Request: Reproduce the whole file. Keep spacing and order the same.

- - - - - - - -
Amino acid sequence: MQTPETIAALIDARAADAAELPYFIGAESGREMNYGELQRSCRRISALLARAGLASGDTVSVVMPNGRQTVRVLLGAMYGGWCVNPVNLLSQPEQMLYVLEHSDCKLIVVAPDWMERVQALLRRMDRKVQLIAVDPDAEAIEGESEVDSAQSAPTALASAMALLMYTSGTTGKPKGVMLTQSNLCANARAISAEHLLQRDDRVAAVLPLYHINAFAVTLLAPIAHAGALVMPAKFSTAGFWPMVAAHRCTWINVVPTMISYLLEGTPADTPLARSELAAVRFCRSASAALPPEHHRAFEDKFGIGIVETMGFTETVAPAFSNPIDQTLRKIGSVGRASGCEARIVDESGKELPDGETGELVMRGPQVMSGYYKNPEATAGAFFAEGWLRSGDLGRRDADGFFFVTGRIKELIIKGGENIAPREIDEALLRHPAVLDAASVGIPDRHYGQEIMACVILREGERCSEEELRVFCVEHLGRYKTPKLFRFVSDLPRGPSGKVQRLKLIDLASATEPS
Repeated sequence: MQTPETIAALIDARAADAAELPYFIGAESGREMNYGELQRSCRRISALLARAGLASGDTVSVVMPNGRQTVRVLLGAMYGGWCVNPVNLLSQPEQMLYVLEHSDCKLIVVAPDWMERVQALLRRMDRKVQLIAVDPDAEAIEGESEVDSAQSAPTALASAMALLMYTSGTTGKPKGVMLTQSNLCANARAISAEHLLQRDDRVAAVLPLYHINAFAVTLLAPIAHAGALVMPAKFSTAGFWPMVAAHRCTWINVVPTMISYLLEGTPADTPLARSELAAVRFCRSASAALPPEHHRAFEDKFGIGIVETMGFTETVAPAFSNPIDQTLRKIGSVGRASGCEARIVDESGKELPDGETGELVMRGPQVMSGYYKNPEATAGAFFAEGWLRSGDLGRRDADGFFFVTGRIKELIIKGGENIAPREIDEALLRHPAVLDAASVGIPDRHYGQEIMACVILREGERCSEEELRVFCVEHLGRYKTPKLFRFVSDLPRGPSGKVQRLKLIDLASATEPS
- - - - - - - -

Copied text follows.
Amino acid sequence: MQTPETIAALIDARAADAAELPYFIGAESGREMNYGELQRSCRRISALLARAGLASGDTVSVVMPNGRQTVRVLLGAMYGGWCVNPVNLLSQPEQMLYVLEHSDCKLIVVAPDWMERVQALLRRMDRKVQLIAVDPDAEAIEGESEVDSAQSAPTALASAMALLMYTSGTTGKPKGVMLTQSNLCANARAISAEHLLQRDDRVAAVLPLYHINAFAVTLLAPIAHAGALVMPAKFSTAGFWPMVAAHRCTWINVVPTMISYLLEGTPADTPLARSELAAVRFCRSASAALPPEHHRAFEDKFGIGIVETMGFTETVAPAFSNPIDQTLRKIGSVGRASGCEARIVDESGKELPDGETGELVMRGPQVMSGYYKNPEATAGAFFAEGWLRSGDLGRRDADGFFFVTGRIKELIIKGGENIAPREIDEALLRHPAVLDAASVGIPDRHYGQEIMACVILREGERCSEEELRVFCVEHLGRYKTPKLFRFVSDLPRGPSGKVQRLKLIDLASATEPS
Repeated sequence: MQTPETIAALIDARAADAAELPYFIGAESGREMNYGELQRSCRRISALLARAGLASGDTVSVVMPNGRQTVRVLLGAMYGGWCVNPVNLLSQPEQMLYVLEHSDCKLIVVAPDWMERVQALLRRMDRKVQLIAVDPDAEAIEGESEVDSAQSAPTALASAMALLMYTSGTTGKPKGVMLTQSNLCANARAISAEHLLQRDDRVAAVLPLYHINAFAVTLLAPIAHAGALVMPAKFSTAGFWPMVAAHRCTWINVVPTMISYLLEGTPADTPLARSELAAVRFCRSASAALPPEHHRAFEDKFGIGIVETMGFTETVAPAFSNPIDQTLRKIGSVGRASGCEARIVDESGKELPDGETGELVMRGPQVMSGYYKNPEATAGAFFAEGWLRSGDLGRRDADGFFFVTGRIKELIIKGGENIAPREIDEALLRHPAVLDAASVGIPDRHYGQEIMACVILREGERCSEEELRVFCVEHLGRYKTPKLFRFVSDLPRGPSGKVQRLKLIDLASATEPS